This past weekend was one of my favourite events of the year. It wasn't a holiday or my birthday or some big milestone for my beloved children. It was an event of my own making, one that I've also decided should happen at least twice a year. It's the weekend I check myself into a hotel — all alone — and don't emerge for at least 24 hours (48 hours is preferable, but I'll take what I can get). It's my biyearly, kid-free self-care extravaganza, and it is glorious.
My now-mandatory tradition began organically. My town boasts a charming hotel, known for being located on the river, housing a sweet little spa, and hosting many a wedding and anniversary party. A few years ago, my husband and I had scored a night away from our kids, then 1 and 4, and instead of heading downtown, as was our normal tradition, we decided to ditch the hour drive and check into the hotel we had heard so much about, located less than 10 minutes from home.
The minute we got in our room, which featured a balcony overlooking the river, a huge bed facing a fireplace, and a bathroom with the biggest tub I'd ever seen, I was sold. Relaxation flooded over me instantly; I didn't even need to visit the spa that was literally across the hall. Thirty minutes in that bathtub, followed by an hour of reading a book in front of the fireplace, wearing the plush robe the hotel provided, was more soothing than the best massage I'd ever had.
My husband and I read, watched Netflix, and ordered room service (getting dressed to go out to dinner seemed like way too much work), then slept 10 hours that night. We ate the complimentary breakfast the next morning, read the paper while sitting on the balcony, and went home feeling more chilled out than we had since our oldest child was born.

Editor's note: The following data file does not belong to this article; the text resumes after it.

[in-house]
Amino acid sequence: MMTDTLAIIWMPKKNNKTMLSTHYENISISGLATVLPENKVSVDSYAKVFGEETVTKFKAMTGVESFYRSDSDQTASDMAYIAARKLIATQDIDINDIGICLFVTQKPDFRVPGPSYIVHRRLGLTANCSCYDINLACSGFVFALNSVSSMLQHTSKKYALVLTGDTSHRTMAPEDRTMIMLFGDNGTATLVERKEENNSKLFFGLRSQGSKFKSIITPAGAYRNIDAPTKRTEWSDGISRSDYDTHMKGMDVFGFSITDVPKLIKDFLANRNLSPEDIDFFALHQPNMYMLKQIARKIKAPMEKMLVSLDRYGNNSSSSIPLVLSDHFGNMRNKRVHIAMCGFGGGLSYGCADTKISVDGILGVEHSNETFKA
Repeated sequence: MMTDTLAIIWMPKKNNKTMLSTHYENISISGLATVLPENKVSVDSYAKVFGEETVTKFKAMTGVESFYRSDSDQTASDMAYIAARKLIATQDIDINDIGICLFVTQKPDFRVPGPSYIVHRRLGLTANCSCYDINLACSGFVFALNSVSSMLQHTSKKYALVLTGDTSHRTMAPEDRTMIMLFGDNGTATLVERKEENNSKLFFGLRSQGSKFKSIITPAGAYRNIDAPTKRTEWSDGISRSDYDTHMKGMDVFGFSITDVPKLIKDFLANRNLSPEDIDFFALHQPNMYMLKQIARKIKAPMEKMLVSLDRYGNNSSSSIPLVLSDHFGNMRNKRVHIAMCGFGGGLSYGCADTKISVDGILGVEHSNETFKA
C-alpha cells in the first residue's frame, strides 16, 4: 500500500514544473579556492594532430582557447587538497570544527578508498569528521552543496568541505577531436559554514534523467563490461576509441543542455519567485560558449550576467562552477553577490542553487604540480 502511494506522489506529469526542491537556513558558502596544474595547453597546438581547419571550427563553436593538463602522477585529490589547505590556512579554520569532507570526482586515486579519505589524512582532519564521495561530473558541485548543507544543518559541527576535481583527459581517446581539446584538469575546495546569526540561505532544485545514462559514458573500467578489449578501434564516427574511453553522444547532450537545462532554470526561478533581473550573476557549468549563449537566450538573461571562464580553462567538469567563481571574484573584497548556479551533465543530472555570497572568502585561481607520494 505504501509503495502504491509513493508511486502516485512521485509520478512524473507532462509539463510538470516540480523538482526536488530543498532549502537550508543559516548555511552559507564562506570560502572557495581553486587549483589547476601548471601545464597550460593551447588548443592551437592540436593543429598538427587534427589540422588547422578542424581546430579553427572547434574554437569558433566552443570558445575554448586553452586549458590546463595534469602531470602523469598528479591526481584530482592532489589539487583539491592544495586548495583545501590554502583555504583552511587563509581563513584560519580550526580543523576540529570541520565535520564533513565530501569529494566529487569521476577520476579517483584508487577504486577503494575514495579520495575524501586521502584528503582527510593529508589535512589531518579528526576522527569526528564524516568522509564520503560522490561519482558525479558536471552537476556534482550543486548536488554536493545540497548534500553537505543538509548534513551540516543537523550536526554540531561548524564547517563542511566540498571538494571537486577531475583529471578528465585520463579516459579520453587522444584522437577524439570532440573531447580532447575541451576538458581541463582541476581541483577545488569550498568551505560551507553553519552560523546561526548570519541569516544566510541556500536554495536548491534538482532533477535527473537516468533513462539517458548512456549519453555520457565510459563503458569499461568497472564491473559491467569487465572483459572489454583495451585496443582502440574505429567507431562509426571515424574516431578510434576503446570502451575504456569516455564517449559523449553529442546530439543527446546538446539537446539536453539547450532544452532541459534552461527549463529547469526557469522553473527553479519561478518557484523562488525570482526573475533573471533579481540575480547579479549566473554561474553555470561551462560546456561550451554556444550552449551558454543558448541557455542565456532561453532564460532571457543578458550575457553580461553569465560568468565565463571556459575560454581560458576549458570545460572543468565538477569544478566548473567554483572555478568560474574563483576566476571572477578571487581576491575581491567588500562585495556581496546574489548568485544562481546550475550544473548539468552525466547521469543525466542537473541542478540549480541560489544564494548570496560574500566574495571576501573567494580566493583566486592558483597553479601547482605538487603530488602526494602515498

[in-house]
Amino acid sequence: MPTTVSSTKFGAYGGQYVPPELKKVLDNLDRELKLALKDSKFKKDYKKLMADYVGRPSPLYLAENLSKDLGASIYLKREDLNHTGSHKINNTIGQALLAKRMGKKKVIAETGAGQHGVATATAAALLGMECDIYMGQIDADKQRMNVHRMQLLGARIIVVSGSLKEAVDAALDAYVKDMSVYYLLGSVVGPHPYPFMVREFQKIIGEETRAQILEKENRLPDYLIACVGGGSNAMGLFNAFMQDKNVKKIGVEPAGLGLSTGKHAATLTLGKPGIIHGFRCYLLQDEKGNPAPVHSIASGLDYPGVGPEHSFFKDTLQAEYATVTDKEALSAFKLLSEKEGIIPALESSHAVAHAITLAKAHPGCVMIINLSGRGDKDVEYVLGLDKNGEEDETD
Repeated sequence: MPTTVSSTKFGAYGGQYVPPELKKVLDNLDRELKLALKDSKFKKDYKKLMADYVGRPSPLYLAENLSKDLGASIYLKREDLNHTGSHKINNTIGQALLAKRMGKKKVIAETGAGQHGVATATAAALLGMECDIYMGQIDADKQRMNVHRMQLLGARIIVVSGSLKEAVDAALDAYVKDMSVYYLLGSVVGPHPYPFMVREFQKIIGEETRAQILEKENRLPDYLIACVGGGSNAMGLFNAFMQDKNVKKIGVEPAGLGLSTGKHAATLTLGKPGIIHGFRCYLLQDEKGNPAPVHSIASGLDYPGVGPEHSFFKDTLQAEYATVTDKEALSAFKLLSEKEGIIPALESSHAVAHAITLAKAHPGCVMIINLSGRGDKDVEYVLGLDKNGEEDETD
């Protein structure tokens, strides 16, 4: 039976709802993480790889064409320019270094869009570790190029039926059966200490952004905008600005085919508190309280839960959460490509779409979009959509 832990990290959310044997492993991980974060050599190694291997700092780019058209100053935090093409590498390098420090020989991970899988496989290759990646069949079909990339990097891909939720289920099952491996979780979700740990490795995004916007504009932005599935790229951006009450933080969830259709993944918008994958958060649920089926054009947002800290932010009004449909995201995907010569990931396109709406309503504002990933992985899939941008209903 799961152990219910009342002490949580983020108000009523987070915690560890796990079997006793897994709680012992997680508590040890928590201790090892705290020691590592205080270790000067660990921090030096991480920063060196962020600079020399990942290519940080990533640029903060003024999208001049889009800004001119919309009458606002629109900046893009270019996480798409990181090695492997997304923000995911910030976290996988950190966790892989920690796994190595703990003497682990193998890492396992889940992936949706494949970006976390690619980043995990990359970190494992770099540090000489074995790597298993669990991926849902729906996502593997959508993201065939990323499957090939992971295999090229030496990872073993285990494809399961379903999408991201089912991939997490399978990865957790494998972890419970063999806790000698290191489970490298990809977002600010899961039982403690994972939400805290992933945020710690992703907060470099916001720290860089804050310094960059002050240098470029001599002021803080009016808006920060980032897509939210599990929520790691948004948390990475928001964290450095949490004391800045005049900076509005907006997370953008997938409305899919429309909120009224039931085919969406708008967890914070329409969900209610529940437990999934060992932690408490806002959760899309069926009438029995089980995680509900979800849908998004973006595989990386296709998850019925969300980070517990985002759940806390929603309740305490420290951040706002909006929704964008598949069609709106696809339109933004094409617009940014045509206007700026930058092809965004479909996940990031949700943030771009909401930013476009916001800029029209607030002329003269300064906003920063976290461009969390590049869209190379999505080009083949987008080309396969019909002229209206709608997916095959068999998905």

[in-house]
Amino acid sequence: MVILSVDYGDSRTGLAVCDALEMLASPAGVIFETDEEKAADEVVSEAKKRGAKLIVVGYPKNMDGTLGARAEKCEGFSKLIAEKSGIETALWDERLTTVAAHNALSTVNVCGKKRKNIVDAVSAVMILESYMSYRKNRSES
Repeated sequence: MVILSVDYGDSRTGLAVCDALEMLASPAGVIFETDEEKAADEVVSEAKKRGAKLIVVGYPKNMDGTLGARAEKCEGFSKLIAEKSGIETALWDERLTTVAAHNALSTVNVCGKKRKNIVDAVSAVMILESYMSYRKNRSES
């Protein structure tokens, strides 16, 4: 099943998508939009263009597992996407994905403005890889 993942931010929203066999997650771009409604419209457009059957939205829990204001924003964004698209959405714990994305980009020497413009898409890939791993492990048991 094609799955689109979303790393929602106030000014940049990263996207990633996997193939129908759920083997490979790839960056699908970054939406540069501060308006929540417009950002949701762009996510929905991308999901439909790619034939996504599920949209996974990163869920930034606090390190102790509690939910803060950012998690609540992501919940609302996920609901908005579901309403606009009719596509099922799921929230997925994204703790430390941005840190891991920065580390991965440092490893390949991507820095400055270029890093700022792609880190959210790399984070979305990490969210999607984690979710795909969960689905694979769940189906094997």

I realised there was just one thing keeping the experience from being total self-care bliss, and although I love him, that thing was my husband. He's my best friend, but alone time has always been vital to my happiness, and it's been sorely lacking since I had kids (duh). If one night in that cosy hotel room had been that beneficial with him along, just how zen-ed out could I get all by myself? Plus, not bringing him meant I didn't even have to worry about finding childcare for my night away. Bonus.
In the few years since, I've become so dedicated to my solo hotel experiences that it's become almost ritualistic. I request an early check-in to my preferred room (the same one from that first stay); I unpack the pyjamas, lounge wear, books, candles, portable speaker, and wine I bring along with me; and within an hour, I'm in that tub, soaking my stresses away. It's amazing how much relaxation you can pack into a couple of days if you really try.
This past weekend, I had a facial and a massage, took two long baths, read a book and two newspapers, and binge-watched Comedians in Cars Getting Coffee. I have only one rule for myself during these weekends: I don't do anything I don't truly want to do. No working out unless that sounds enjoyable. No meeting friends for a coffee or drink. No leaving the room in general unless it's for something that will add to my self-care experience, like more wine or that massage at the spa across the hall.
I'll admit that coming home after a day or two of doing absolutely nothing but taking care of my own needs can be a bit of a shock. But allowing myself a true break — one not filled with long travels or a jam-packed social schedule — allows me to come back to my kids totally refreshed and rested. And we both deserve that.